The results were published this month in the Journal of General Internal Medicine.
"What we are trying to do is promote value amongst our clinicians. We are not trying to cut back on needed healthcare, but we provide so much care to patients that [some] is actually not needed," Sequist says. "At the same time much of the care that is needed isn't getting provided for them. What we are really trying to do is have our doctors look through this lens of value."
Among 27 laboratory tests examined in the study, interventional physicians demonstrated a significant decrease in ordering rates compared to control physicians for five tests. This included a significant relative decrease in ordering rates for four of 21 lower cost laboratory tests and one of six higher cost laboratory tests. A majority of physicians reported that the intervention improved their knowledge of the relative costs of laboratory tests.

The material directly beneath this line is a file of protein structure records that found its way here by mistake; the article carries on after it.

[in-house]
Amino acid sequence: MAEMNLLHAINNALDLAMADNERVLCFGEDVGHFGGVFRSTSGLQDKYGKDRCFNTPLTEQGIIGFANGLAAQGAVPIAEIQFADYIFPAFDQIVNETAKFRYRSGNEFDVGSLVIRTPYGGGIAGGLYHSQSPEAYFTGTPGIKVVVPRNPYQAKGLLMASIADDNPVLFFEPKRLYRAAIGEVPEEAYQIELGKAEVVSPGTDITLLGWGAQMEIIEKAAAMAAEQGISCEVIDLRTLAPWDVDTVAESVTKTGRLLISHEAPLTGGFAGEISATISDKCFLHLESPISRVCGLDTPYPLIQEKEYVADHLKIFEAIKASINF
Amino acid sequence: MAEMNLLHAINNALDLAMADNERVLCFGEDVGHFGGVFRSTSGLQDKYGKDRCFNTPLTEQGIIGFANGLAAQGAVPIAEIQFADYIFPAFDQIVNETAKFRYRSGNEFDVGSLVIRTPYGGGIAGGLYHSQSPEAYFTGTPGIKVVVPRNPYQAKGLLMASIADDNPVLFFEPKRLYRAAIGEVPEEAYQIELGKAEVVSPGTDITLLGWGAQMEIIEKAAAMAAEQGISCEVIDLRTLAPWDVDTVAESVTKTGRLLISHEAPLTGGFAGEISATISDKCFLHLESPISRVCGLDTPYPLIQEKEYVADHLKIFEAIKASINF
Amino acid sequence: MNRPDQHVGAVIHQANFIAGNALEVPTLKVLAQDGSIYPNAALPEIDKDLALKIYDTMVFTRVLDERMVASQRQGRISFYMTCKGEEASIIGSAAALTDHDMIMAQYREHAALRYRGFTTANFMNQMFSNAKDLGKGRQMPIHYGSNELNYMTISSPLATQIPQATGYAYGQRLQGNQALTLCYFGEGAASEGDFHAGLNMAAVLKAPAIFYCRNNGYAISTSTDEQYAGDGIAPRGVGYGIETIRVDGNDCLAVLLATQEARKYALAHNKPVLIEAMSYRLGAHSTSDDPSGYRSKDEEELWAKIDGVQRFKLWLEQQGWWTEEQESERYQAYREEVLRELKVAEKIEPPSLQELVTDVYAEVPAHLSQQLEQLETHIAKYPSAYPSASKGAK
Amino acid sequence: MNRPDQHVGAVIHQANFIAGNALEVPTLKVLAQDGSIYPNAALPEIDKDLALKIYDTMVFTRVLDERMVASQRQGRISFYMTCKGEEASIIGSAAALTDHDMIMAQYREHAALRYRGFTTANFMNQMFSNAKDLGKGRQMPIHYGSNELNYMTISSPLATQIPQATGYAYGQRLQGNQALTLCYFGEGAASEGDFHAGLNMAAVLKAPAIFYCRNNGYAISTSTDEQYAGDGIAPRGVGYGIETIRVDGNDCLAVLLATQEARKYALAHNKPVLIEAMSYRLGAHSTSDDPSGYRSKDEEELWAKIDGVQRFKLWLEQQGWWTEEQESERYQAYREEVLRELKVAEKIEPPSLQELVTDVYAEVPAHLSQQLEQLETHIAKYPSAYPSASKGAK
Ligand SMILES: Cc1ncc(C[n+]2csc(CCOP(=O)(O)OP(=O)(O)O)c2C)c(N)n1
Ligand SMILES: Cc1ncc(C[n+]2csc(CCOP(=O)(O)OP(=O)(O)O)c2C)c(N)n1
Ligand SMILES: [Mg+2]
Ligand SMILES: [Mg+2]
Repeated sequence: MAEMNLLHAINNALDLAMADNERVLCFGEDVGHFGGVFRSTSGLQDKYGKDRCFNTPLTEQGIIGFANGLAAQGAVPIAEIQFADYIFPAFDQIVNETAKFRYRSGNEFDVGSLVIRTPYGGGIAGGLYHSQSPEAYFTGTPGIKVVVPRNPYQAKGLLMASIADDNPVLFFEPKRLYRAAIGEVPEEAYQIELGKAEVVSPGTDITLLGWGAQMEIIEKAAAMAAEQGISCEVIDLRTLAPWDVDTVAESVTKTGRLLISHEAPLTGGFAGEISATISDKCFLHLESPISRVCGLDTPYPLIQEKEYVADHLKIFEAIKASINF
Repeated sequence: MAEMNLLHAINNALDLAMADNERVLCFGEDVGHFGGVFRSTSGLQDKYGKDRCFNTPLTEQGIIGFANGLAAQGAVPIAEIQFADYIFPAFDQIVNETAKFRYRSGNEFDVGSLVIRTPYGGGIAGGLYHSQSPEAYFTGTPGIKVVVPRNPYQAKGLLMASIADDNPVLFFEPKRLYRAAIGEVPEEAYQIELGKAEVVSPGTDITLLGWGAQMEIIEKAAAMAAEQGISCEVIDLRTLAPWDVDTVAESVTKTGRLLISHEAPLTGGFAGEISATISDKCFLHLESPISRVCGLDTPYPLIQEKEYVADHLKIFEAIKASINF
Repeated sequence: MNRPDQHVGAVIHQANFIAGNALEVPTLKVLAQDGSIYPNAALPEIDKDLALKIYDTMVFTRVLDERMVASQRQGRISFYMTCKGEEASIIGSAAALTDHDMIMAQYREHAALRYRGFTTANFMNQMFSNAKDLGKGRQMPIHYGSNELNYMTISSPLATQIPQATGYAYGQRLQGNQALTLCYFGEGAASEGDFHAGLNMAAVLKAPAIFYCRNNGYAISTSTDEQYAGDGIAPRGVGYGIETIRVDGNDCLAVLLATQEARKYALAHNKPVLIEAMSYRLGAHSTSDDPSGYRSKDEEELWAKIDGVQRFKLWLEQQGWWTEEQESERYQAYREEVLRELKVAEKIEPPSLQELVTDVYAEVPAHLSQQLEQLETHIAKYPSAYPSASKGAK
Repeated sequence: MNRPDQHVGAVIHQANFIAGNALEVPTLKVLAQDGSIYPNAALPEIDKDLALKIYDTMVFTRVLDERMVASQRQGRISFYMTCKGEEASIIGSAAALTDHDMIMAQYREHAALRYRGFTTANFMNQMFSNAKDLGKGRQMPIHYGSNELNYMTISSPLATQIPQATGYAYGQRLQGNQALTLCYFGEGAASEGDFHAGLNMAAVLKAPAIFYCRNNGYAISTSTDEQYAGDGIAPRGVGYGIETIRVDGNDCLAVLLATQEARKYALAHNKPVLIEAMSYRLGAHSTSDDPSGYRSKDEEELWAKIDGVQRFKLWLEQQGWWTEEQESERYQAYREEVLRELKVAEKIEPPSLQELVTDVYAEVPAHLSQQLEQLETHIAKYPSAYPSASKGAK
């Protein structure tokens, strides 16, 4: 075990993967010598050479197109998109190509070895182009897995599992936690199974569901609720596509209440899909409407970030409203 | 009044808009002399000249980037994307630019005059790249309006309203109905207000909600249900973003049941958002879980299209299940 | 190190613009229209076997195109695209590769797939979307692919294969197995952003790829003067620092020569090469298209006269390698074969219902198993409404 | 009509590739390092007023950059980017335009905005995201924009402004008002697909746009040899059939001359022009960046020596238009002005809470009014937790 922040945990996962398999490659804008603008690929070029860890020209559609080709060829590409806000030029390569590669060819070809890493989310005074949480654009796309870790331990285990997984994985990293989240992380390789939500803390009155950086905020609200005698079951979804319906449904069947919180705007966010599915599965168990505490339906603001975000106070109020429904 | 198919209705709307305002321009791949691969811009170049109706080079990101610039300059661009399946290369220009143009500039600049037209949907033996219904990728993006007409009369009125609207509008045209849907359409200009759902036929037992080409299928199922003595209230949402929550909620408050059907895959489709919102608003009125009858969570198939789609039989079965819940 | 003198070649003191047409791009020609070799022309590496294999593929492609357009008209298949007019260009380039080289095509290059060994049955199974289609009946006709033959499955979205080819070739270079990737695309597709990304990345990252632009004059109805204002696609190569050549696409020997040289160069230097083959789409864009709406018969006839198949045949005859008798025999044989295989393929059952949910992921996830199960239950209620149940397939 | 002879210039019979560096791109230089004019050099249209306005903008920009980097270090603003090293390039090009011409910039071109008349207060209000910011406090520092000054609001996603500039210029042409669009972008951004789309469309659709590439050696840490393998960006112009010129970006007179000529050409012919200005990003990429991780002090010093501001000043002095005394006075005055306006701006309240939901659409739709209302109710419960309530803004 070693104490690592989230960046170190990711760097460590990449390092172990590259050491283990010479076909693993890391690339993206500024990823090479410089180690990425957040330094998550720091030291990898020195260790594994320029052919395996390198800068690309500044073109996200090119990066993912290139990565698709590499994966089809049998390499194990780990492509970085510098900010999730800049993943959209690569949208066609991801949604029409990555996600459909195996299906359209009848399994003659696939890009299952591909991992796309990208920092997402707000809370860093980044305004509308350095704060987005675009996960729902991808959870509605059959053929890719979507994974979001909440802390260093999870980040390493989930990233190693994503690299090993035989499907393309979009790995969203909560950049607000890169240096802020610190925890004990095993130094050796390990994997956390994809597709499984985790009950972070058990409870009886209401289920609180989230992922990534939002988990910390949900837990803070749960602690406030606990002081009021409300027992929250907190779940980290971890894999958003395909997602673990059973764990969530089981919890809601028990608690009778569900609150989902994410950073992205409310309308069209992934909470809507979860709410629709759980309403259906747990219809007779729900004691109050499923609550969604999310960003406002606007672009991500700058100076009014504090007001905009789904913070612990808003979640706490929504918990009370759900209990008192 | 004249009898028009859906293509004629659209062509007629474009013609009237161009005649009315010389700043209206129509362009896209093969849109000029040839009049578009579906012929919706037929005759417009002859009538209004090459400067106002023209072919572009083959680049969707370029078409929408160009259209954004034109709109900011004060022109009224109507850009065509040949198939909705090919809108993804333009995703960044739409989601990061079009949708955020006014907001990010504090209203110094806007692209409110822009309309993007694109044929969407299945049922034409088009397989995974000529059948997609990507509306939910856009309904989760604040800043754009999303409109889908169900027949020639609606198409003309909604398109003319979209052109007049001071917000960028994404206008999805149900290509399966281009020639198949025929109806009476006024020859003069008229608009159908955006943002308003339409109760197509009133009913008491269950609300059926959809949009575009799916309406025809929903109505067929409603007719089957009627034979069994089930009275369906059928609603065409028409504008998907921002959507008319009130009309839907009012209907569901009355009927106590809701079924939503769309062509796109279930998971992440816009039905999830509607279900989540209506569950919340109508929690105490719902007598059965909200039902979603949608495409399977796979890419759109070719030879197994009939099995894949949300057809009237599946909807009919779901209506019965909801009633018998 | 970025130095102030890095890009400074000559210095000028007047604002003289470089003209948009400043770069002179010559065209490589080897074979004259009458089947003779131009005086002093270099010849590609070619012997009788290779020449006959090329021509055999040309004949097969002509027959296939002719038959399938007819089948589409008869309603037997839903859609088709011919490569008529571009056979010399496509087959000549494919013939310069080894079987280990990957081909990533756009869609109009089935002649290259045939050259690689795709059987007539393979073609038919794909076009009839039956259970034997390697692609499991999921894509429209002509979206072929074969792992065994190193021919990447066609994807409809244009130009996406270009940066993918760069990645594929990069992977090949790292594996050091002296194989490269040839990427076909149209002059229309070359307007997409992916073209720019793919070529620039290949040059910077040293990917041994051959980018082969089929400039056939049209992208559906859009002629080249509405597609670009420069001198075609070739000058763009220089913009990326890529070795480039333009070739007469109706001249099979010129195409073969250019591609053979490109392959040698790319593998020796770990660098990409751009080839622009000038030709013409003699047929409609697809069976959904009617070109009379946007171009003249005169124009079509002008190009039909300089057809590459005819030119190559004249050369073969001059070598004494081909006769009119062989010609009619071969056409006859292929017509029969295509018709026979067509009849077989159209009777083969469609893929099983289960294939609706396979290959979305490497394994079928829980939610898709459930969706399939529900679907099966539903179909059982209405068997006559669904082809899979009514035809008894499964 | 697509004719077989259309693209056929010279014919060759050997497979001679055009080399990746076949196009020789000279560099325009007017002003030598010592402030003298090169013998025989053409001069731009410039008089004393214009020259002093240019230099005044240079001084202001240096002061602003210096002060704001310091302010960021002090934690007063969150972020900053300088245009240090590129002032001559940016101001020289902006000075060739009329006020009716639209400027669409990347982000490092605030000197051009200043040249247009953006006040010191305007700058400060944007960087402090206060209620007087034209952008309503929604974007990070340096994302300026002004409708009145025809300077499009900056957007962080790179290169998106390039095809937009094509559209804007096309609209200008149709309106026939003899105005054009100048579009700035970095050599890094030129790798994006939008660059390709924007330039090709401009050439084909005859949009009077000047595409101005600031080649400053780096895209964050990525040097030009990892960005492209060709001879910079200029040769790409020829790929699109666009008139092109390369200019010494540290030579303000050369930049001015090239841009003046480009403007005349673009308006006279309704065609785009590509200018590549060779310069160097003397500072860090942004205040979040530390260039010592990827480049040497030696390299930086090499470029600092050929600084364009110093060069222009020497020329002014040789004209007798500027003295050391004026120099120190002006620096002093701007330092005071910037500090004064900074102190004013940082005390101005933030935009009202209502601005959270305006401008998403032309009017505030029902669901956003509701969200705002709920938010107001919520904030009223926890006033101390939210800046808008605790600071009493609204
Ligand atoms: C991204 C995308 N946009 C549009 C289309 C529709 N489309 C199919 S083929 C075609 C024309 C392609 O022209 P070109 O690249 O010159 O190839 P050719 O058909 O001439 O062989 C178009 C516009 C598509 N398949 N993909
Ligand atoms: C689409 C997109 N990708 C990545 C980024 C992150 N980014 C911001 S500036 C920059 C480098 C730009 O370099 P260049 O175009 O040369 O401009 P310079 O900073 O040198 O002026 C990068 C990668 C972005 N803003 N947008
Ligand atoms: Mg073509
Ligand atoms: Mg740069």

"What our survey showed is that most doctors are really interested and willing and engaged in the idea of how much things cost as part of an overall value equation for the care we are delivering, but they have no idea how much things cost and how they would start to bring those things into the decision-making process," Sequist said.